I wasn’t personally affected the tragic events of the past two months, but lately I have felt so lost watching the suffering of others. After Isa and I returned home from our drive, I looked around my own neighborhood and felt so grateful. My home is safe and not full of mud. I suddenly felt the need to document the beauty around me.

For now, I’m one of the lucky ones. And I’m so thankful.

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One of my favorite flowers: Stock. Such a lovely, spicy scent!

 

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A caterpillar chomping on my milkweed plant.

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First tulips of the season

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Love this magenta!

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The spring garden is planted!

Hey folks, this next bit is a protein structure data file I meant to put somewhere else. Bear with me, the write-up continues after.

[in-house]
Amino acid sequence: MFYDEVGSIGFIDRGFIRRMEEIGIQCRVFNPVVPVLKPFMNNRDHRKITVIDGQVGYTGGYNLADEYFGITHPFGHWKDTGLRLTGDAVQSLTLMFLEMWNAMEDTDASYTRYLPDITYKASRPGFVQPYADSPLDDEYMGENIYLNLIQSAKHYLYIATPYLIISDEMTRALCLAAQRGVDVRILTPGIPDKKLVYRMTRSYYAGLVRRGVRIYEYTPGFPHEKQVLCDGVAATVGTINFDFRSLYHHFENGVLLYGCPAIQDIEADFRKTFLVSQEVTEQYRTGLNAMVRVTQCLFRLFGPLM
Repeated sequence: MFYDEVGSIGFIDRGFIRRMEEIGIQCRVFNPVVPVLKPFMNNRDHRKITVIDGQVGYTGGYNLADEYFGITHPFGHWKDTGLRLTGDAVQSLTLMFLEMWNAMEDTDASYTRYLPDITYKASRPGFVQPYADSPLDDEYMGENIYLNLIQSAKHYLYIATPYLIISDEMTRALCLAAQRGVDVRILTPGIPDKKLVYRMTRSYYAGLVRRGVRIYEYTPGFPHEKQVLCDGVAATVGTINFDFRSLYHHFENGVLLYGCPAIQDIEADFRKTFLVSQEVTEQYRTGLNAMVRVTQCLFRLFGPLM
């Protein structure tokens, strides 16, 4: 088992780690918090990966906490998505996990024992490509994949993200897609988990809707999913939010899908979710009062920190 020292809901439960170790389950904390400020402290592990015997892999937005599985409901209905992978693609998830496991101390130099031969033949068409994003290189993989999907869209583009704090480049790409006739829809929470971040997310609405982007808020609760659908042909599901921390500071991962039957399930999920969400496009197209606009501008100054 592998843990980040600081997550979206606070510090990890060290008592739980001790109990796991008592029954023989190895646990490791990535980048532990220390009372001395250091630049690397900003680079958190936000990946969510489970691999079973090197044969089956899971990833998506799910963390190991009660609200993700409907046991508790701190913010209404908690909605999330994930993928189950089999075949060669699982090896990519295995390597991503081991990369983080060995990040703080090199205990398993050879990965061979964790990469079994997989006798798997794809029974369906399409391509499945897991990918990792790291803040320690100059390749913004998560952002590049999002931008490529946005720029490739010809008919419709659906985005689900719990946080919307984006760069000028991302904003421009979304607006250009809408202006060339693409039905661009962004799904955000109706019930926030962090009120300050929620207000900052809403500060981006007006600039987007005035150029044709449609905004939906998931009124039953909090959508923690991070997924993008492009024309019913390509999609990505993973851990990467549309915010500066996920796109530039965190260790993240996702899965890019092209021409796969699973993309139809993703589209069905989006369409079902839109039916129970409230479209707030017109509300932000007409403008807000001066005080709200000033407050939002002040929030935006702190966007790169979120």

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Lake Los Carneros

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Happy little pansies.

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The color of Iceland poppies are so vibrant!

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Isa and the dogs on a walk around the lake.

Messages from the Universe

5 Jan
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Smoke over the Pacific from the Thomas Fire.

The universe often sends me messages. Most of the time, I’m too wrapped up in my day to day drama to pay much attention to them. Especially when those nudges seem rightfully insignificant: a slice to my finger while cooking (stop thinking negative thoughts about people, Jess—especially when you’re chopping vegetables with a sharp knife.) Or a flat tire while hurrying to get as many errands done before starting work (time to slow down, Jess—you don’t have to do everything for everyone all the time.)